2019 will be a year marked by news headlines. We experienced rate cuts, a trade war, a government shut down, Brexit delays, impeachment proceedings, and yet the market has returned staggering positive results. The tailwinds of a slowly dissipating trade war coupled with economic stimulating rate cuts have propelled us to new all time market highs.
While the indices are printing new highs, these price increases have not been because of a direct increase in bottom line earnings for US companies. To date, the S & P 500 is on track to showcase just .3% in year over year earnings growth; the slowest earnings growth since calendar year 2015. Perhaps this indicates a late cycle economic expansion dating back to the 2008 recession; or perhaps we just experienced a lull in earnings due to the rate hikes we saw in 2018. 2020 earnings estimates are predicting more growth than 2019 as companies are beginning to experience the flow through effects of friendly interest rates and tax cuts.
2019 saw a plethora of IPO’s as companies felt the rate backdrop was a good time to raise capital and open their doors to new investors. Peloton, Lyft, Uber, and Pinterst all went public in 2019 just to name a few. Usually the hype with these types of names would result in wildly positive price fluctuations for these companies; however, that has not been the case in 2019 as investors have cautioned against companies that are failing to show a promising path to profitability. In 2020 we can expect more IPO’s to debut and it will be interesting to see how the market digests theses companies strategies for the future.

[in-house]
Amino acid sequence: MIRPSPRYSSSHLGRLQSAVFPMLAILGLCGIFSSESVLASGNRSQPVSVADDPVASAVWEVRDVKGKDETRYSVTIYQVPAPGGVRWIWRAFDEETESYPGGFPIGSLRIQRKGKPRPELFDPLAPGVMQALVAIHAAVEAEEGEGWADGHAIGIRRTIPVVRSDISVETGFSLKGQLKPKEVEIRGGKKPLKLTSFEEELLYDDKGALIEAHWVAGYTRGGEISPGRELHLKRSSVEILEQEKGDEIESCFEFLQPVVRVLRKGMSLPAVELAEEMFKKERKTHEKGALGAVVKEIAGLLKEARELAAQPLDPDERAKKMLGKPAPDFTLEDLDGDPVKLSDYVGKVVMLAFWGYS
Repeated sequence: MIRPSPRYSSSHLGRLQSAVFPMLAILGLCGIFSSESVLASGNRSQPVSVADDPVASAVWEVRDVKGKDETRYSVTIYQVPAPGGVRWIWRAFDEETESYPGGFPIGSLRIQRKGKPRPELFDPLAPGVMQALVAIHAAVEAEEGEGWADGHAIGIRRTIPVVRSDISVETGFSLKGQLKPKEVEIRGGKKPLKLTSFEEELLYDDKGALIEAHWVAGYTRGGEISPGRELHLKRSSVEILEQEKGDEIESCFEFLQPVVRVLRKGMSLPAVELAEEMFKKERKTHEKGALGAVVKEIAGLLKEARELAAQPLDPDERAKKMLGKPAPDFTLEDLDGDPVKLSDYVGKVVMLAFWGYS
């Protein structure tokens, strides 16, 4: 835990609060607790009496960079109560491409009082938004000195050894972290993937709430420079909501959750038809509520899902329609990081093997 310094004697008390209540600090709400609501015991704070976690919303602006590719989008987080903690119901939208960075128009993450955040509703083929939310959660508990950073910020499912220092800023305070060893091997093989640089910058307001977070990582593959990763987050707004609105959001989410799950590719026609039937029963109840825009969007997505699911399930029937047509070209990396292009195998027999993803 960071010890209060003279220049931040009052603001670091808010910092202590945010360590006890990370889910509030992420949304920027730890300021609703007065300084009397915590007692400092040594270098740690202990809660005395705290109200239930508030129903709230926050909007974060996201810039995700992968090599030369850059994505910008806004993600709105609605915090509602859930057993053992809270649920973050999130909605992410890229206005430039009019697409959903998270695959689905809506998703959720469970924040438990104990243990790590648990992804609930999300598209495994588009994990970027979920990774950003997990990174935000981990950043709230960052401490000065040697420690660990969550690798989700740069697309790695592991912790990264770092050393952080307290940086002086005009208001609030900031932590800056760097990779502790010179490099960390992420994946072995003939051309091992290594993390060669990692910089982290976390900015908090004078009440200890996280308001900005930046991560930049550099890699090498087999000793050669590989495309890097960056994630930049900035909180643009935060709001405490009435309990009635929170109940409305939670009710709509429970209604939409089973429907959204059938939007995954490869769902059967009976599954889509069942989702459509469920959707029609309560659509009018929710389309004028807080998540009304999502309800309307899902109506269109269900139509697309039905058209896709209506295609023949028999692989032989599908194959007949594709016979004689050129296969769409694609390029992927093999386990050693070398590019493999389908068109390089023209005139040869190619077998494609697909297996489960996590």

With impeachment proceedings all but destined to fail, we believe that headline will soon give way to election news. 2020 should begin to dial in focus on whether or not Trump will be elected for a second term, and who the democrats will elect to run against the sitting President. Since 1928, during election years the S & P 500 has been positive 16 out of 22 years. (For an interesting read on election years check out the FactSet article below)
In the last day of trading for the year, the markets are sitting relatively level with a mixed bag of economic numbers being released. The daily and weekly strength of the index is still overdone towards the upside, and because of this fact we would be more risk averse than enthusiastic about entering new equity positions. It would not surprise us for some sort of market pullback to ensue. Until then we find ourselves content in holding solid positions and collecting dividends as the market digests more information and settles into the beginning of 2020.
Happy New Year!
- Harvest Investment Strategies